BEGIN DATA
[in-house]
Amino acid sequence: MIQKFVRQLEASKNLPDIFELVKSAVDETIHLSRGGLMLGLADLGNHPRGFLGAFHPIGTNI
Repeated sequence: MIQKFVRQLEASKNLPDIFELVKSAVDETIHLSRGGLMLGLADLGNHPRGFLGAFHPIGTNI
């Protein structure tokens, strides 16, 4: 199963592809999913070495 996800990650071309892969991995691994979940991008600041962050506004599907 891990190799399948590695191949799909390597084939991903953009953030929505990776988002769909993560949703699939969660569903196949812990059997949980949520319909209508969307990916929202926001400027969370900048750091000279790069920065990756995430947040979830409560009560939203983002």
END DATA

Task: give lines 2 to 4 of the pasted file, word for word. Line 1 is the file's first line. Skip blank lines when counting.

Amino acid sequence: MIQKFVRQLEASKNLPDIFELVKSAVDETIHLSRGGLMLGLADLGNHPRGFLGAFHPIGTNI
Repeated sequence: MIQKFVRQLEASKNLPDIFELVKSAVDETIHLSRGGLMLGLADLGNHPRGFLGAFHPIGTNI
């Protein structure tokens, strides 16, 4: 199963592809999913070495 996800990650071309892969991995691994979940991008600041962050506004599907 891990190799399948590695191949799909390597084939991903953009953030929505990776988002769909993560949703699939969660569903196949812990059997949980949520319909209508969307990916929202926001400027969370900048750091000279790069920065990756995430947040979830409560009560939203983002």